(4) entry by the court of an order dissolving the protected series on application by an associated member or protected-series manager of the protected series:

(A) in accordance with Section 108; and

(B) to the same extent, in the same manner, and on the same grounds the court would enter an order dissolving a limited liability company on application by a member or manager of the company; or

 

Reporter's Comment to Paragraph (4) – This provision analogizes the grounds for court-ordered dissolution of a protected series to the grounds for court-ordered dissolution of a limited liability company. If an enacting state's limited liability company act makes those grounds non-waivable, Section 107(b) extrapolates that limitation to the protected series level.

 

JayNote: Section 501(4) is another extrapolation provision, which says that a protected series can be dissolved by a court the same way that an ordinary LLC would be dissolved. However, under § 501(4), the order must arise from an application by either an associated member or a manager of the protected series. This provision is non-variable, i.e., cannot be "toggled off".

 

(5) entry by the court of an order dissolving the protected series on application by the company or a member of the company on the ground that the conduct of all or substantially all the activities and affairs of the protected series is illegal.

 

Reporter's Comment to Paragraph (5) – When a protected series acts illegally, any member of a series limited liability company has reason to worry. Accordingly, a member has standing under this provision regardless of whether an associated member of the protected series.

 

Reporter's Comment to Section 501

 

This section states five grounds for dissolving a protected series, which group into three categories:

 

  • a non-variable provision consistent with the nature of a protected series [Paragraph (1)];

 

  • two facilitative provisions, consistent with the contractual nature of a limited liability company [(Paragraphs (2) and (3)]; and

 

  • two non-variable provisions providing for dissolution by order of court [Paragraphs (4) and (5).

 

Because this act permits a protected series to be established and function without associated members, this section does not provide for dissolution when a protected series has no associated members. The operating agreement can add such a provision, if desired, as well as sundry other grounds for dissolution.

 

JayNote: Section 501(5) is must like 501(4), except that the court order must be obtained by either the series organization or a member of the series organization (which doesn't have to be an associated member of the protected series). There is, however, one additional requirement to § 501(5), which is that the order of dissolution be based "on the ground that the conduct of all or substantially all the activities and affairs of the protected series is illegal."

 

In other words, under § 501(5), neither the series organization nor a non-associated member of the series organization can bring an application to dissolve a protected series unless the protected series was substantially engaged in illegal conduct. Otherwise, if no substantial illegal conduct by the protected series is involved, then the series organization and its members must go through § 501(3) to dissolve the protected series. Note that § 501(5) is also non-variable, meaning that it cannot be "toggled off" in the series organization's operating agreement.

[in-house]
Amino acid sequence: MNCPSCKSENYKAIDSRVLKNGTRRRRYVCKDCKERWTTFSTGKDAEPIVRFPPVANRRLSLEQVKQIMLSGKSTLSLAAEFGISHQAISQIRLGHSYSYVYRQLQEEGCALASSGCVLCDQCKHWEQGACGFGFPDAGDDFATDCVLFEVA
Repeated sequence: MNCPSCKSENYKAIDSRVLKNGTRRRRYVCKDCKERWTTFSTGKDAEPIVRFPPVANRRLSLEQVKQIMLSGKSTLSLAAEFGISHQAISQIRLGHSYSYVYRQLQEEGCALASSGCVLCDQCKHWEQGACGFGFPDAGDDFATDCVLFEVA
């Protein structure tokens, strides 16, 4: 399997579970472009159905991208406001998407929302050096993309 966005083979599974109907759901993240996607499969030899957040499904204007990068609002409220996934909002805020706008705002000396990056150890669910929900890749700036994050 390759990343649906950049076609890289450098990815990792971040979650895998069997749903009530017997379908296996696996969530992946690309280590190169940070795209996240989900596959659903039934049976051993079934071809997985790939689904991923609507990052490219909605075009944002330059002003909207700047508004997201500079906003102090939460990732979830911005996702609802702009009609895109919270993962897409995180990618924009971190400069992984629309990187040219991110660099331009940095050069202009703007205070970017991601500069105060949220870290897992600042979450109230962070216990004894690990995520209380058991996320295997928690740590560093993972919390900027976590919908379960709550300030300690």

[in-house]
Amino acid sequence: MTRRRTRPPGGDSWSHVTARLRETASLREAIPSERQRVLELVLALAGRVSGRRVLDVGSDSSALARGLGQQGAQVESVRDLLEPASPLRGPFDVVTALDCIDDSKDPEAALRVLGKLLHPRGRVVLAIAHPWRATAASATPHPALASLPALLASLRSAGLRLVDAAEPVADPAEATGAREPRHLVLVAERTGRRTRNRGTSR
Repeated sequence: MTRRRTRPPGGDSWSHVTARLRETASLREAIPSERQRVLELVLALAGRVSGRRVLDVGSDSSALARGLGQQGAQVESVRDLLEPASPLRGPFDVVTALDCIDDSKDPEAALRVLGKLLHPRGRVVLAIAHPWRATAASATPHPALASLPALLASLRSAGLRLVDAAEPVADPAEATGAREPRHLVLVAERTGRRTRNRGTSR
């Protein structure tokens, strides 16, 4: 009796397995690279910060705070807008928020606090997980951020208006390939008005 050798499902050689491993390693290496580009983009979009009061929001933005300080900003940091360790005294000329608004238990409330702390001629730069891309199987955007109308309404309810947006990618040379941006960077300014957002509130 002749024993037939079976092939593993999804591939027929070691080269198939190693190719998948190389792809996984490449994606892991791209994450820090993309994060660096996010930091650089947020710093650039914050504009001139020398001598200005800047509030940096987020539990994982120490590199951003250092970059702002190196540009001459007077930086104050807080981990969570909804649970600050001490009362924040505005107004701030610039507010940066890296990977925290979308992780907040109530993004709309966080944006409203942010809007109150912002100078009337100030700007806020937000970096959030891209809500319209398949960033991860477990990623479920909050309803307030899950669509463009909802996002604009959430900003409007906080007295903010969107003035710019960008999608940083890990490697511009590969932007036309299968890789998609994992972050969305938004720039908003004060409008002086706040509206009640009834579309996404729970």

C O M M O N    P A G E    F O O T E R

UPSA AND WEBSITE CONTENTS

 

ARTICLE 1. GENERAL PROVISIONS

 

          SECTION 101. SHORT TITLE.

 

          SECTION 102. DEFINITIONS.

 

          SECTION 103. NATURE OF PROTECTED SERIES.

 

          SECTION 104. POWERS AND DURATION OF PROTECTED SERIES.

 

          SECTION 105. GOVERNING LAW.

 

          SECTION 106. RELATION OF OPERATING AGREEMENT, THIS ACT, AND LIMITED LIABILITY COMPANY ACT.

 

          SECTION 107. ADDITIONAL LIMITATIONS ON OPERATING AGREEMENT.

 

         SECTION 108. RULES FOR APPLYING LIMITED LIABILITY COMPANY ACT TO SPECIFIED PROVISIONS OF ACT.

 

ARTICLE 2. ESTABLISHING PROTECTED SERIES

 

         SECTION 201. PROTECTED SERIES DESIGNATION; AMENDMENT.

 

          SECTION 202. NAME.

 

          SECTION 203. REGISTERED AGENT.

 

          SECTION 204. SERVICE OF PROCESS, NOTICE, DEMAND, OR OTHER RECORD.

 

          SECTION 205. CERTIFICATE OF GOOD STANDING FOR PROTECTED SERIES.

 

          SECTION 206. INFORMATION REQUIRED IN ANNUAL BIENNIAL REPORT; EFFECT OF FAILURE TO PROVIDE.

 

ARTICLE 3. ASSOCIATED ASSET; ASSOCIATED MEMBER; PROTECTED-SERIES TRANSFERABLE INTEREST; MANAGEMENT; RIGHT OF INFORMATION

 

          SECTION 301. ASSOCIATED ASSET.

 

         SECTION 302. ASSOCIATED MEMBER.

 

          SECTION 303. PROTECTED-SERIES TRANSFERABLE INTEREST.

 

          SECTION 304. MANAGEMENT.

 

          SECTION 305. RIGHT OF PERSON NOT ASSOCIATED MEMBER OF PROTECTED SERIES TO INFORMATION CONCERNING PROTECTED SERIES.

 

ARTICLE 4. LIMITATION ON LIABILITY AND ENFORCEMENT OF CLAIMS

 

          SECTION 401. LIMITATIONS ON LIABILITY.